chapter
7 Pages

Introduction: contemporary debates on terrorism

ByRichard Jackson, Samuel Justin Sinclair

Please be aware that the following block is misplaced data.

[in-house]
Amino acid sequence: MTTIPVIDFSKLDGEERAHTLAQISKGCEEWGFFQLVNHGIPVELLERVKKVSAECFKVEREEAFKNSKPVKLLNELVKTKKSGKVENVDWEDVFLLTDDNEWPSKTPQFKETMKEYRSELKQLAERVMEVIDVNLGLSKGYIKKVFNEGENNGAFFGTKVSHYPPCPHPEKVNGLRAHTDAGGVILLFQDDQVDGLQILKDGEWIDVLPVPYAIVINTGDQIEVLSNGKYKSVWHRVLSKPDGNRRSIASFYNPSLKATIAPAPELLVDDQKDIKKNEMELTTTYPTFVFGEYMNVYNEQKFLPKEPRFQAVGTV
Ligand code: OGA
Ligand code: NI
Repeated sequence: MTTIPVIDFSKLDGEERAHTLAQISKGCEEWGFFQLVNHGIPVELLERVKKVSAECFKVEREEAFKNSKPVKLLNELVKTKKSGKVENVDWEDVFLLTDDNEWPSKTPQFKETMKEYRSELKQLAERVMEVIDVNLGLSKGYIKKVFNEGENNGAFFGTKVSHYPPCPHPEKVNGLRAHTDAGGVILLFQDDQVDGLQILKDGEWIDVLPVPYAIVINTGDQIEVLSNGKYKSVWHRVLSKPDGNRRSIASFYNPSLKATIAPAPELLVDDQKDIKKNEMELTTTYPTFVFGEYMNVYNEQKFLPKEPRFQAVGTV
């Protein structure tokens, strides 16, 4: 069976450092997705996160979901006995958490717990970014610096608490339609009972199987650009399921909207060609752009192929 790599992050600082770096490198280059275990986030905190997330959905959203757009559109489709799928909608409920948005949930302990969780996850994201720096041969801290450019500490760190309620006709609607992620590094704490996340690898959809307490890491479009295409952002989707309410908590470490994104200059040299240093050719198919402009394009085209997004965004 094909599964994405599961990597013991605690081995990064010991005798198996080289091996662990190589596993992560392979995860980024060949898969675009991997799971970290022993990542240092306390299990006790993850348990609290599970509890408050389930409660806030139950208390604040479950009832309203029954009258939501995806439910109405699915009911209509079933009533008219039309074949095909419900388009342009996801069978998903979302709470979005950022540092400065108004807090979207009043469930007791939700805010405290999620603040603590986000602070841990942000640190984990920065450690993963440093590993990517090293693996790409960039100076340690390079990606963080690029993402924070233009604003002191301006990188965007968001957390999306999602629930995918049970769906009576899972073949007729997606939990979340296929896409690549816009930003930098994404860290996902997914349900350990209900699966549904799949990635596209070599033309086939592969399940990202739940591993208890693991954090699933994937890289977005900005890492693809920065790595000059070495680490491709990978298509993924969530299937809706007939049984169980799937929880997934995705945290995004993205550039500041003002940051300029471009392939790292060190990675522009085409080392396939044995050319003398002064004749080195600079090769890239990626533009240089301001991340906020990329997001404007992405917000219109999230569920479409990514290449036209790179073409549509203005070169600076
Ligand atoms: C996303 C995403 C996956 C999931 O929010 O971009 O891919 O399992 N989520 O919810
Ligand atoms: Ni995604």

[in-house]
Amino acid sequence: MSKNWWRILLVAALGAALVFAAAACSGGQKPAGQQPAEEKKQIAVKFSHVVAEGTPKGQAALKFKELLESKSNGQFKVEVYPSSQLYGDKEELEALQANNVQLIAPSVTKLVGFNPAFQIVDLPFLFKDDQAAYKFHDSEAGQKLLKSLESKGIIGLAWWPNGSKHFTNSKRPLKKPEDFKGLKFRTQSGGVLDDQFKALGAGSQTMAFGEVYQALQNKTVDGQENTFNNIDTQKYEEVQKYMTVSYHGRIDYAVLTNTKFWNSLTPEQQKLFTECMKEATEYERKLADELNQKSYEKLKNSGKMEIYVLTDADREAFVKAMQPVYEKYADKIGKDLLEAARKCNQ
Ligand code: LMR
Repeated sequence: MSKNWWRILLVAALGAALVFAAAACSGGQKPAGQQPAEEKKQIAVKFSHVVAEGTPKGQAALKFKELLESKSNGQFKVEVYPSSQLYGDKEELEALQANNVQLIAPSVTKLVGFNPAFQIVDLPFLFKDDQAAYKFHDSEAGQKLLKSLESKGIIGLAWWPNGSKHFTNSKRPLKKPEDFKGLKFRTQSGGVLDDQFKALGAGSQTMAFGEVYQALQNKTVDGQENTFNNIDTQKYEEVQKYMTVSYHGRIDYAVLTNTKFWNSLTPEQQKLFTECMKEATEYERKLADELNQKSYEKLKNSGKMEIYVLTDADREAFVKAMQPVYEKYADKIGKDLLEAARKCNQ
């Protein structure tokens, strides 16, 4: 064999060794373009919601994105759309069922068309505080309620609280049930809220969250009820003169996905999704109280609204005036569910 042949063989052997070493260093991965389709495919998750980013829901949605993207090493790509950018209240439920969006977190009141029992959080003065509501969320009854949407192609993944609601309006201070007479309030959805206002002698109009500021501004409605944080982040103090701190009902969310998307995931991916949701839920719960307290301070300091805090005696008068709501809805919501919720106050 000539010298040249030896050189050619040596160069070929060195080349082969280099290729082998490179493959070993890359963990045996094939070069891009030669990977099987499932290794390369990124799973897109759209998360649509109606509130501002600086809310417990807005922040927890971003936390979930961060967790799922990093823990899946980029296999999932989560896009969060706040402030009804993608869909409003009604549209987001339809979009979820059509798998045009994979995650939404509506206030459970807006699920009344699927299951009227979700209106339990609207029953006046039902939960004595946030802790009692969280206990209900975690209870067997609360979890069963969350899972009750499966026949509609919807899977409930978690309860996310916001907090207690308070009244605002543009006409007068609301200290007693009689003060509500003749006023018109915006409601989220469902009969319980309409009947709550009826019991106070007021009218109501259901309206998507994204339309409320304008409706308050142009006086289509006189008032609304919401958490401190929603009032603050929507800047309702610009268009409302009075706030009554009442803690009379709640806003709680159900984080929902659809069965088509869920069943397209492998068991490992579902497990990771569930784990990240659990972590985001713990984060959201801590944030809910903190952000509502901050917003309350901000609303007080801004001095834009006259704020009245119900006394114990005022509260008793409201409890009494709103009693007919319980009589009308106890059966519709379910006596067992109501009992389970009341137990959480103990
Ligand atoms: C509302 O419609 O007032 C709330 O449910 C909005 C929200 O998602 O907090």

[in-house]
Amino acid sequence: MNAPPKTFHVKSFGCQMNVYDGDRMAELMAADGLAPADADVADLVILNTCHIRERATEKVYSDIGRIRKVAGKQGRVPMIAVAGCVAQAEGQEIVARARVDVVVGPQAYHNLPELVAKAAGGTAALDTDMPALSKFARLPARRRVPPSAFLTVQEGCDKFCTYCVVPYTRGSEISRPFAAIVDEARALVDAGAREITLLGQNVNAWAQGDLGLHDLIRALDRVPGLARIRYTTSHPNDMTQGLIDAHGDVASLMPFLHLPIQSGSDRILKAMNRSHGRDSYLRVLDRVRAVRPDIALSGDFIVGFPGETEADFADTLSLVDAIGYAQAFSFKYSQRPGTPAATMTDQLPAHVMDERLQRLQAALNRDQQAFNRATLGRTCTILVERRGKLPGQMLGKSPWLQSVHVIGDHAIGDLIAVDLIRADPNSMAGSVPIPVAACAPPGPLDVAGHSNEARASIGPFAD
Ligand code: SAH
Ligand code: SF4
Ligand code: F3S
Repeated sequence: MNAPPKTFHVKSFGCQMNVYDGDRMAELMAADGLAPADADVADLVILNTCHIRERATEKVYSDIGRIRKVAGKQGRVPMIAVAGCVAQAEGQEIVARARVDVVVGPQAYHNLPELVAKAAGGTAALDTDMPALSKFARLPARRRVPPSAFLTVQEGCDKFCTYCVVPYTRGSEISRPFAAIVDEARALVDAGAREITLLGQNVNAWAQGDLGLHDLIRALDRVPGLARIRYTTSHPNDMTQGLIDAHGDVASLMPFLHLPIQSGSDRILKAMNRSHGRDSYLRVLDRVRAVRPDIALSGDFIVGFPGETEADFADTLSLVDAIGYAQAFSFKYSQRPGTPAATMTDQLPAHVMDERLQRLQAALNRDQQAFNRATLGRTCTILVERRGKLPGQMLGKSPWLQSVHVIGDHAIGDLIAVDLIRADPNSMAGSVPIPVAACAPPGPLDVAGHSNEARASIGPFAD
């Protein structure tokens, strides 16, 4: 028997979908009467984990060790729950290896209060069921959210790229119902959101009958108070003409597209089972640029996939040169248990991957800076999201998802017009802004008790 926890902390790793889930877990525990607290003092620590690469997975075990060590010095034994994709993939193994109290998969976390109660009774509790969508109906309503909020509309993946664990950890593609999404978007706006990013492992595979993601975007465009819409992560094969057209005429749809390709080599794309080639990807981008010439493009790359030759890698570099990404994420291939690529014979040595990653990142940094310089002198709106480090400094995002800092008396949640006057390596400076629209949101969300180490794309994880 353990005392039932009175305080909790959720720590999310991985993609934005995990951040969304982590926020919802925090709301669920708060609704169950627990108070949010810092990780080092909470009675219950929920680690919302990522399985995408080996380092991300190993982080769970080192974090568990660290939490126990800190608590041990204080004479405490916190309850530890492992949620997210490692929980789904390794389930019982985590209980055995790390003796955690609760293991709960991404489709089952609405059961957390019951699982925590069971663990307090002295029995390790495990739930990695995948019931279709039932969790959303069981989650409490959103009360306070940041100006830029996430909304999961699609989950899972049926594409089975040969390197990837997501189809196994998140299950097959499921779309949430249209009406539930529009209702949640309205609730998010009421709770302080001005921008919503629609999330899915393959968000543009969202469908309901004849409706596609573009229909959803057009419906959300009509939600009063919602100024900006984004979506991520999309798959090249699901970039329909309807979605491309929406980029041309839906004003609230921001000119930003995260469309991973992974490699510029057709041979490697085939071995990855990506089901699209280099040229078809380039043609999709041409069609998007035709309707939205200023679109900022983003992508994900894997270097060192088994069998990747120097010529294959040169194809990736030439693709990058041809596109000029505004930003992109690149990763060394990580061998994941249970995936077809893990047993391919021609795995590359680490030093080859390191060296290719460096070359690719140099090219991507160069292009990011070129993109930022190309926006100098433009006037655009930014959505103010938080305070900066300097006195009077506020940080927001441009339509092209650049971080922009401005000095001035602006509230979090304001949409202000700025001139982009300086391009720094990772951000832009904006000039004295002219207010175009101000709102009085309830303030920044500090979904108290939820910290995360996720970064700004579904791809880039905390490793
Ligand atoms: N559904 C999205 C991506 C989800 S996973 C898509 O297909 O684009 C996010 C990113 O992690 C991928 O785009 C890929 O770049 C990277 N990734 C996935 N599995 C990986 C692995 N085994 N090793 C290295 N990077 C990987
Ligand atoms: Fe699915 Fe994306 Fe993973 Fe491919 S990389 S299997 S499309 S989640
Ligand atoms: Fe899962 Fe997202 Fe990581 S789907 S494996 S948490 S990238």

It seems hard to believe now, but there was a time before 11 September, 2001 when terrorism was a fairly minor concern of public policy, academia and popular culture. In those days, following the period of cold war rivalry, policy-makers were more concerned with issues like the illegal drug trade, nuclear proliferation, rogue states, civil war and humanitarian crises. Unbelievable as it may seem, there were few laws specifically designed to deal with terrorism and only a handful of fairly small agencies devoted to its control. In academia, Terrorism Studies was a minor sub-field within International Relations, with a few select scholars devoted to its study; a very small number of universities offered courses of study in it and doctoral research in terrorism was considered by many to be a questionable career choice. Culturally, in the days before 9/11, there were few Hollywood films, television shows, popular novels, video games, comics, plays, songs or comedy routines which took terrorists or terrorism as a central theme, and the topic was only periodically discussed in the mainstream news media.